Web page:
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A 5-7% rally by Diwali cannot be ruled out, says Germinate Investor founder

One reason is that FIIs have stopped relentless selling and are now turning buyers, says Santosh Joseph. In fact, he says as time passes, more and more FIIs may come back and even the volumes and investments may increase.

August 12, 2022 / 11:51 AM IST
Santosh Joseph is the Founder and Managing Partner at Germinate Investor Service LLP.

Santosh Joseph is the Founder and Managing Partner at Germinate Investor Service LLP.

The market has surged 16 percent from its June lows. “Usually, this kind of rally can be prolonged and a 5-7 percent by Diwali cannot be ruled out," says Santosh Joseph, Founder, Germinate Investor Services LLP.

What is interesting is that selling by foreign institutional investors (FIIs) has stopped. Hence, the Founder and Managing Partner of the Bengaluru-based Germinate Investor Services says FII buying, with continuous retail support, can take the market by another 5-7 percent. It is not a big ask. “We may see this rally play out soon," he said.

On the occasion of the 75th Independence Day, the financial services professional, with over 17 years of experience in asset management, banking and insurance, asks retail investors to participate in the India story.

“While the whole world is talking about inflation and recession worries, India is significantly better off on many counts than what the world has been suffering,” he says.

After a 16 percent rally from the June lows, do you still think the market is reasonably valued, given the current microenvironment? Do you see any possibility of a 5-6 percent rally by Diwali?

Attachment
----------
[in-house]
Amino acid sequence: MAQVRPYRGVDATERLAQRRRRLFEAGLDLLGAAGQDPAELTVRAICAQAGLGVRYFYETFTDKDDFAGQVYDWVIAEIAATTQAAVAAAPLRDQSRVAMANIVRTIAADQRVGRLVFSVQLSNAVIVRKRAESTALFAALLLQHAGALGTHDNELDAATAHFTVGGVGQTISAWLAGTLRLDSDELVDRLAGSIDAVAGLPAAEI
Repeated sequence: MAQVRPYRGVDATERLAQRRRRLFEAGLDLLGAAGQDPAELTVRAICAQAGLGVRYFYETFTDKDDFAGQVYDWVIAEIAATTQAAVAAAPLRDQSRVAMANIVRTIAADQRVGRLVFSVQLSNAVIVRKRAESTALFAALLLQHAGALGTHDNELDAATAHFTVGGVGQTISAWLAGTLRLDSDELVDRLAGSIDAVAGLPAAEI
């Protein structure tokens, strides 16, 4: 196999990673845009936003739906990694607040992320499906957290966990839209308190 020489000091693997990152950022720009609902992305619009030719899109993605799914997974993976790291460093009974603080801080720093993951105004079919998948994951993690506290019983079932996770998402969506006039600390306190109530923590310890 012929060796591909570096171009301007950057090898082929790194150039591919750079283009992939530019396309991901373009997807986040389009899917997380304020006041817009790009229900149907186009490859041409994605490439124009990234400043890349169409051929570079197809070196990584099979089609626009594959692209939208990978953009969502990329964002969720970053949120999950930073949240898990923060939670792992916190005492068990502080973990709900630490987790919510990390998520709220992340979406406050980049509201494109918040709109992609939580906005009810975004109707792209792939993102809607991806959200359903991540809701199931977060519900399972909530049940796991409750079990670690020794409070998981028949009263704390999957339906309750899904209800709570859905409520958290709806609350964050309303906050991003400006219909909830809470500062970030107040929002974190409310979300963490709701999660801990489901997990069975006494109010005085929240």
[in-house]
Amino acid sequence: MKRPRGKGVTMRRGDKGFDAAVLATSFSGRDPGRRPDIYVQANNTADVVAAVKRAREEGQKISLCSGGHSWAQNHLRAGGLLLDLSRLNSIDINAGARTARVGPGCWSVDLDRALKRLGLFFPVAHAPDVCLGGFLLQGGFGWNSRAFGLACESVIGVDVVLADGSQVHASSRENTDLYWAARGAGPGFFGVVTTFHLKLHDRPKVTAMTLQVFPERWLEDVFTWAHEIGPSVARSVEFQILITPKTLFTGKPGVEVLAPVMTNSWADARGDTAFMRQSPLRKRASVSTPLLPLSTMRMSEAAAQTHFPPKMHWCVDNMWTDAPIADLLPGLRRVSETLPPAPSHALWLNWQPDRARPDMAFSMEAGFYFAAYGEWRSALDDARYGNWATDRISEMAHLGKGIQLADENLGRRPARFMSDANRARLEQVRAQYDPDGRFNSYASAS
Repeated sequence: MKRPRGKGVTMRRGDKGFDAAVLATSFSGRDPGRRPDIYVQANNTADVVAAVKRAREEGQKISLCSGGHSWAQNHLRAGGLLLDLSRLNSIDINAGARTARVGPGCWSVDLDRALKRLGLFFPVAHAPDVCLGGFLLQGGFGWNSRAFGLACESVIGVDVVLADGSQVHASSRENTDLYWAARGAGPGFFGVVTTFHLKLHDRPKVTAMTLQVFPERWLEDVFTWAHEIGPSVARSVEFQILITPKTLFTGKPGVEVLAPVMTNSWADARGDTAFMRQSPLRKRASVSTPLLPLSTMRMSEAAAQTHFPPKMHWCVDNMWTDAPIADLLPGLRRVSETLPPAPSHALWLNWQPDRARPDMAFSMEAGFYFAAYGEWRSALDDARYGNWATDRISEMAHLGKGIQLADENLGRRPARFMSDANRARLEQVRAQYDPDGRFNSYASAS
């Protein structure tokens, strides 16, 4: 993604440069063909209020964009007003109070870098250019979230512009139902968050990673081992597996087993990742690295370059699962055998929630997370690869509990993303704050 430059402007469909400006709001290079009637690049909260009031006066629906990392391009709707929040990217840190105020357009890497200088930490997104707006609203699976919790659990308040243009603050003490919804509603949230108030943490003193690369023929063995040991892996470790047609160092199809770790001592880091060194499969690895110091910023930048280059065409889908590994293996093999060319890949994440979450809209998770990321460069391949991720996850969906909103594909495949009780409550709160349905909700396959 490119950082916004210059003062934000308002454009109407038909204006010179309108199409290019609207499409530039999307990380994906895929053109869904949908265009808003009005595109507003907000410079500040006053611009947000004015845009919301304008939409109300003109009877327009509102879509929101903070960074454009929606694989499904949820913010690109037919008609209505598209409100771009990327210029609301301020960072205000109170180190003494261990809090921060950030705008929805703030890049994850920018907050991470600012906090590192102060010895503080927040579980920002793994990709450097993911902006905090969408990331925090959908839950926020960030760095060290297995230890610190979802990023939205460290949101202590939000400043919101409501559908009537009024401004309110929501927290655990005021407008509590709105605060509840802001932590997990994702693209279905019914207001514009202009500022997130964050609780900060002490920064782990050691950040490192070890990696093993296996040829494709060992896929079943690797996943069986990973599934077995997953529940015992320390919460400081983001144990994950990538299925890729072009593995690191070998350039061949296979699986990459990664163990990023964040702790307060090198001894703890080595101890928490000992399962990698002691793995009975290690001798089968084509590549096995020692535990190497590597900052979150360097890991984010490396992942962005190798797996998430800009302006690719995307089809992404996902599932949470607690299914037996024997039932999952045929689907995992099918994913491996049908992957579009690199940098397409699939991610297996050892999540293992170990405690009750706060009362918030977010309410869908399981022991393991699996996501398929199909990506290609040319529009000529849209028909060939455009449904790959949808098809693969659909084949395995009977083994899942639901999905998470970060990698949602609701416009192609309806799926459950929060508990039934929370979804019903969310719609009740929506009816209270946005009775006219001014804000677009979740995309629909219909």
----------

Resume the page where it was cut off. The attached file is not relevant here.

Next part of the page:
The 16 percent rally that we saw from the June lows seems to have garnered a warm response. It is also a kind of a relief rally, because for the last 6-7 months, we have been seeing relentless FII selling and very weak global data.

In fact, in the last 45 days, you are seeing a resumption of FII buying. Also, if we consolidate at these levels or even stay stable for some time, that's not a bad level, considering from where we have recovered.

Also, whether it was the start of the Ukraine-Russia war during early March, or oil prices crossing $100 or the fears of inflation and recession in the US, or the rise in global interest rates, there were many external factors that were having a severe impact on our market.

With many of these factors cooling down or consolidating, we have seen this 16 percent rally.

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Oil prices corrected more than 30% from its recent high. Do you think oil prices have entered a bearish phase? Can prices fall further towards $70 a barrel?

Oil prices have also contributed a lot to external factors. With India being a net importer of oil, the recent 30 percent correction is very good news. Prices are actually steadily and consistently cooling off and their falling to $70-75 a barrel is something that is going to happen soon.

Oil at $110 to $115 a barrel was also not sustainable for a long period of time, considering that we have recession fears and also there was a lot of knee-jerk reaction, especially after the war and its severe impact on supply-chain logistics.

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Many nations have started resuming increased capacities of production.  Many new lines of production have also been included to catch up with the significant drop in oil production. Therefore, increased production and recessionary fears and cooling off of the war and the inflation effect should bring oil prices down to about $70-75 a barrel. It is a very good sign for India.

After looking at the inflows, do you think FIIs now look confident enough about the India story? Will money continue to pour into Indian equities?

Yes, the initial signs of FIIs coming back to India or looking at India is a sign of confidence on two counts. The first is the stoppage of the relentless selling which we saw in the last 6-8 months. Second, not only have they stopped selling, but for the last 6-7 weeks, we are seeing FIIs actually buying in the Indian market.